As every fashion groupie knows, sporting something leopard is the ultimate way to create a show-stopping ensemble. Style icons such as Kate Moss and Mrs. Robinson are notorious for rocking this trend, while modern trendsetters like Alexa Chung and Adele Excharopoulos incorporate dashes of leopard into their everyday outfits. This fall, the sartorial tables have turned. While you can still wear this fierce print to make a statement, wearing leopard as a versatile neutral is so on trend. Whether you pair this print with another pattern or embrace the power of layering, this alternative way to unleash your animalistic instincts is one of the hottest trends.

Emanuel Ungaro
Diane Von Furstenberg 
Burberry Prorsum 

Before you embrace this trend with open arms, it's imperative to kick any sartorial jitters to the curb. Though this trend looks at leopard through a subtle lens, you must be completely confident to wear this print as a neutral. Kapeesh? The key to rocking this trend is investing in threads with muted color palettes. Any piece that's too vibrant will overpower the rest of your look. As easy as throwing on a pair of leopard heels or tossing all your necessities into a printed clutch may be, this fad is all about polished, office-appropriate silhouettes. Spice up your average nine-to-five ensemble with a structured pencil skirt, silky blouse, or an understated tee. If you're looking for an after-hours alternative, take a note from DKNY's fall collection and opt for a cozy sweater dress. And now, the million dollar question: how does a budding fashionista (or fashionisto) turn this vibrant pattern into a low-octane ingredient to any stellar outfit? Layer, ladies and gent! Sporting a solid blazer or coat will tone down the overall look. Also, don't be afraid to add some edgy patterns and textures. Whether you incorporate some tough leather, soft knits, or a zany rubber fabric, this crazy pattern will definitely take a backseat. I know what you're thinking: leopard never looked so chic!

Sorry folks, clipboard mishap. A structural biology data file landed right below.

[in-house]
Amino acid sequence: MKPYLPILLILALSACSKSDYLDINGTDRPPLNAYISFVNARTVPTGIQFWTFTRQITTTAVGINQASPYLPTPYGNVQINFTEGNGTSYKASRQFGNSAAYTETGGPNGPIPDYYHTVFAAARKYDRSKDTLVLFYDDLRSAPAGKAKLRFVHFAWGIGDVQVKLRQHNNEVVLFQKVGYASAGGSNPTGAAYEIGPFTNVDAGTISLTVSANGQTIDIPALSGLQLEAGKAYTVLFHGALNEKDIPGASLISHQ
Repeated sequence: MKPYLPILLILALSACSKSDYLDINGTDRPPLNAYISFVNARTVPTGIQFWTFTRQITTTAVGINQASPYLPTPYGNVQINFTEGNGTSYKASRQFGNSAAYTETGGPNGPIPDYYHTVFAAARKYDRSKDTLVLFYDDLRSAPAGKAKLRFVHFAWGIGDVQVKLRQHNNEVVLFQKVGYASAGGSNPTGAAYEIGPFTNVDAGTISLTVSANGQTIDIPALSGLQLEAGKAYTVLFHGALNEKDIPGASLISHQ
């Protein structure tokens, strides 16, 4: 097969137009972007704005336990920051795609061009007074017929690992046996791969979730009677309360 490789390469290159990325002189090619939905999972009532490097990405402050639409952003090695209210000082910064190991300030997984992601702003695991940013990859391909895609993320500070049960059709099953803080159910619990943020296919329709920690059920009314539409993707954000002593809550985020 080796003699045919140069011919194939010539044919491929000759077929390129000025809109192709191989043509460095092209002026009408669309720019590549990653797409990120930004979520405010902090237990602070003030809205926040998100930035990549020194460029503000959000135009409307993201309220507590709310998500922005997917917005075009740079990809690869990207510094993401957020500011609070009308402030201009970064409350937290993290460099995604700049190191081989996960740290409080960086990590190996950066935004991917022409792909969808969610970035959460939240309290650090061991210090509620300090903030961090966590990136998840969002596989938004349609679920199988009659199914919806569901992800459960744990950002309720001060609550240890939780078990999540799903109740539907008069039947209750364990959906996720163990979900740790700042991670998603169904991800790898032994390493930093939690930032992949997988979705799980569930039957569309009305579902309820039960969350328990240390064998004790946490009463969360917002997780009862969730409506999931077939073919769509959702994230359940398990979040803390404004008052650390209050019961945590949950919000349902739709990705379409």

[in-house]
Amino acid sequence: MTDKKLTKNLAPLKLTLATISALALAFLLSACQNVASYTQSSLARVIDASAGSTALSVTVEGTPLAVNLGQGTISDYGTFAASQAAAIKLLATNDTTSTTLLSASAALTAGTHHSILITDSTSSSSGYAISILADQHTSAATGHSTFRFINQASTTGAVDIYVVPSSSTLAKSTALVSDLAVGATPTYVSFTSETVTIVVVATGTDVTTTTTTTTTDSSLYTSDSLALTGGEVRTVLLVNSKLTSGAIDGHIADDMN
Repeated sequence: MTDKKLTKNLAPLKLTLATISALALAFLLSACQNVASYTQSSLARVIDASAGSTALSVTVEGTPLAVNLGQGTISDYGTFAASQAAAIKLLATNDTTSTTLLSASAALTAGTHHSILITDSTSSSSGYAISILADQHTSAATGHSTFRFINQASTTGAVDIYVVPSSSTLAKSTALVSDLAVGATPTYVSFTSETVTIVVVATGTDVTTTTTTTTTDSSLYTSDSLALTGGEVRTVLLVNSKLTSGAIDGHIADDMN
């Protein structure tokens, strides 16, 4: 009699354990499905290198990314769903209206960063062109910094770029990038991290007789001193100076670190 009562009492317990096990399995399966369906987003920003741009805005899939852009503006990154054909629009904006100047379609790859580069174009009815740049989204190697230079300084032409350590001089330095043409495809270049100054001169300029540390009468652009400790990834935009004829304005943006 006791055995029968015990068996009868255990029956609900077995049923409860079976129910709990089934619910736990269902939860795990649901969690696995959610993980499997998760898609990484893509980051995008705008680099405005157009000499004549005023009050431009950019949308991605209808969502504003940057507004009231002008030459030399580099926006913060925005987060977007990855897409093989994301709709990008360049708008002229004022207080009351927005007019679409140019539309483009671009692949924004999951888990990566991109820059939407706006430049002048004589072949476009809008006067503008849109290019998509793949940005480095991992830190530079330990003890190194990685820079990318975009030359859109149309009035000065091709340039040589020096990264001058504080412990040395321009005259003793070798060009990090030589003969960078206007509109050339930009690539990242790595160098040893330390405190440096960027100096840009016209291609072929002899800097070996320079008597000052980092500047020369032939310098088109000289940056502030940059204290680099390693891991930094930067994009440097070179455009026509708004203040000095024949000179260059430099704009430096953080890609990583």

How much are you loving this trend? Sound off below!

Tuesday, 5 November 2013

Introducing Zady: A New Way to Get to Know Fashion

"Where did you get that?" 

If you're a true trendsetter, you're probably asked this question about your clothes as much as your favorite celebrity is asked for his or her autograph. But it never gets old. So you'll tell the fanatic where you scored those cool threads--Topshop, Bloomingdales, Madewell, Net a Porter, or maybe you'll reenact my favorite commercial and shout from the proverbial mountain top that your cute dress is from Sears. Perhaps your style groupie will ask if that purse is affordable or whether or not those shoes are comfortable, but that's the extent of the conversation. Thank goodness. Because besides the information that the washing label offers, the "Made in [Insert Country Here]", and the particular stitch if you're really sewing aficionado, what else do you know about your pieces? Next to nothing? Agreed.